Most webpages die after a couple of months. The average lifespan is something like 100 days. That's longer than it used to be. In the late 1990s, the typical webpage lasted for around 44 days.
But quantifying pieces and pages of the web gets murky pretty quickly. For one thing, finding a reliably representative sample of links for this kind of analysis is tricky if not impossible. There's also a sort of existential question, as Nicholas Taylor wrote for the Library of Congress in 2011: “That is to say, we take for granted that we know what it means that a webpage has ‘died.’”*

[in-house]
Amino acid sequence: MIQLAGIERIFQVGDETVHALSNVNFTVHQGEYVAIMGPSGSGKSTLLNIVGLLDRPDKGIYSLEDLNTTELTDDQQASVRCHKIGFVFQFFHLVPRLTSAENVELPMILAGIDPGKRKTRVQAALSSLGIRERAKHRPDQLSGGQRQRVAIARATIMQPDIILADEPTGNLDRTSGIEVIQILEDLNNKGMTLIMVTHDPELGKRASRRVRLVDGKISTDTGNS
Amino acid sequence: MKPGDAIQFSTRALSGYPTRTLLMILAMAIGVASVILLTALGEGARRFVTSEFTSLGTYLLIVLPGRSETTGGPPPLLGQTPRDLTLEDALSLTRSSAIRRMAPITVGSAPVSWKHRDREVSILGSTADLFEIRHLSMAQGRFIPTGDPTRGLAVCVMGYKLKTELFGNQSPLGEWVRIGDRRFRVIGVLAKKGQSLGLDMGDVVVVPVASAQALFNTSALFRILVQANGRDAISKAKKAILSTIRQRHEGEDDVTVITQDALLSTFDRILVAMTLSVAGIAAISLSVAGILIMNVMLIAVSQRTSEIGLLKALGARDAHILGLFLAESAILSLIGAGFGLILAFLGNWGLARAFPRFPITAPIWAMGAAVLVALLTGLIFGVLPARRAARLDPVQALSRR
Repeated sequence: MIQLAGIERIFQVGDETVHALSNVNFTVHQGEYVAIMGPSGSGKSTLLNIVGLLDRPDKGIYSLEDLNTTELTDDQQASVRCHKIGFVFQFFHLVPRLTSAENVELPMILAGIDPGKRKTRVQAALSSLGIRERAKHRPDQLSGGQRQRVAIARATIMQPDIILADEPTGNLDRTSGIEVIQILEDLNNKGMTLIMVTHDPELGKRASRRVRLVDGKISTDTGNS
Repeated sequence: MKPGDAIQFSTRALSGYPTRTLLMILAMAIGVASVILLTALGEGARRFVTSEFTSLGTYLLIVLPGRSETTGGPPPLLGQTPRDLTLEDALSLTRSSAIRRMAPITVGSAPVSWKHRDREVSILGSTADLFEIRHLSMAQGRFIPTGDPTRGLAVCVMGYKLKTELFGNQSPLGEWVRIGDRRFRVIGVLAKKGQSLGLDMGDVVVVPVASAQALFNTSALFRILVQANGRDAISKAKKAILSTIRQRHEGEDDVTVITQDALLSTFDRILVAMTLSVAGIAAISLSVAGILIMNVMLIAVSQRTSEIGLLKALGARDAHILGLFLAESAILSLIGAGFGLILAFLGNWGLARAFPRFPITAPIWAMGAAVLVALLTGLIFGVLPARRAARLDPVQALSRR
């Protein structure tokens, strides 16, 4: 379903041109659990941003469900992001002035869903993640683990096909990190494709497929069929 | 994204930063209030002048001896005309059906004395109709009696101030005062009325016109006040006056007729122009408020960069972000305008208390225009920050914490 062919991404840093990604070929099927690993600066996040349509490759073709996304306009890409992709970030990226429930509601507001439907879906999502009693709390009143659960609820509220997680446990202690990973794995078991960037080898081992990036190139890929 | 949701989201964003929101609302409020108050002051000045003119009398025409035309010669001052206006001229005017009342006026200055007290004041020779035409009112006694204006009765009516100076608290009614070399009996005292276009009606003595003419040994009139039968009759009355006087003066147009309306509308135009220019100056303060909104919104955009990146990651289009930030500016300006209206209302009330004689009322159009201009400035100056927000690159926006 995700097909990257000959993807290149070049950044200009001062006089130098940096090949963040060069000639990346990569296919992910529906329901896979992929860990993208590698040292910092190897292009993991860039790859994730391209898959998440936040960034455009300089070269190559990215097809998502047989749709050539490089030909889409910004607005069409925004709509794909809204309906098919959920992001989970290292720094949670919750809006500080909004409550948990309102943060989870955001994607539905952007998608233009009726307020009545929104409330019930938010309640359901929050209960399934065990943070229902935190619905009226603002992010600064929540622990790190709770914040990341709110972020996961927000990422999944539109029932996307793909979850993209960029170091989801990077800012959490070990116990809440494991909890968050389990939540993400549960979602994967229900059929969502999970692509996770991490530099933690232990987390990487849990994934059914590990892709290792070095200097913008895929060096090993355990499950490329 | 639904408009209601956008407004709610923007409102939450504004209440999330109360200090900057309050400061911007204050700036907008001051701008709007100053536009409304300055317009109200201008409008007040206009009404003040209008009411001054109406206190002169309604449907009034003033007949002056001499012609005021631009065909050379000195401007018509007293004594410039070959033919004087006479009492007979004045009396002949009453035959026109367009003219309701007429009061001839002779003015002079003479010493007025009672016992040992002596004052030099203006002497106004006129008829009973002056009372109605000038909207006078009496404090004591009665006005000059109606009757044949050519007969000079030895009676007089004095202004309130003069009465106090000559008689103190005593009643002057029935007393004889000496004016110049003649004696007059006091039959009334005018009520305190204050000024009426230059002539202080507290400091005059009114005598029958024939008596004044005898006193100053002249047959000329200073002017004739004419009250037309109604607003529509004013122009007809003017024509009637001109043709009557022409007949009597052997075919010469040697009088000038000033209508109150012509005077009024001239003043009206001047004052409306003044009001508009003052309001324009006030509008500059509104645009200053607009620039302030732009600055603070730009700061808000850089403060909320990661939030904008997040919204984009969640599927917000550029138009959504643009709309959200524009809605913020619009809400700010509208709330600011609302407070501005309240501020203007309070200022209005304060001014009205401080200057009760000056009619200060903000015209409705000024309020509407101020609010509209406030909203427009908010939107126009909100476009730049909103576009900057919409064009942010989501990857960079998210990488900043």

In other words, what lives and dies on the web depends in large part on how you define a webpage or a website in the first place. “Is a ‘webpage’ defined by its URL or by its contents?” Taylor wrote. “A non-resolving link doesn’t necessarily imply that the content once hosted there no longer exists; it may have been archived or simply exist at a new location (albeit, one mediated by a paywall) to which the web server was not configured to redirect page requests. Conversely, a resolving link doesn’t necessarily imply that the same content is still hosted there as it once was.”
But if you just want to get a sense of how big the web is, how much it has grown in 20 years, there are blunter measures. In 1994, for example, there were fewer than 3,000 websites online. By 2014, there were more than 1 billion. That represents a 33 million percent increase in 20 years. That’s nuts!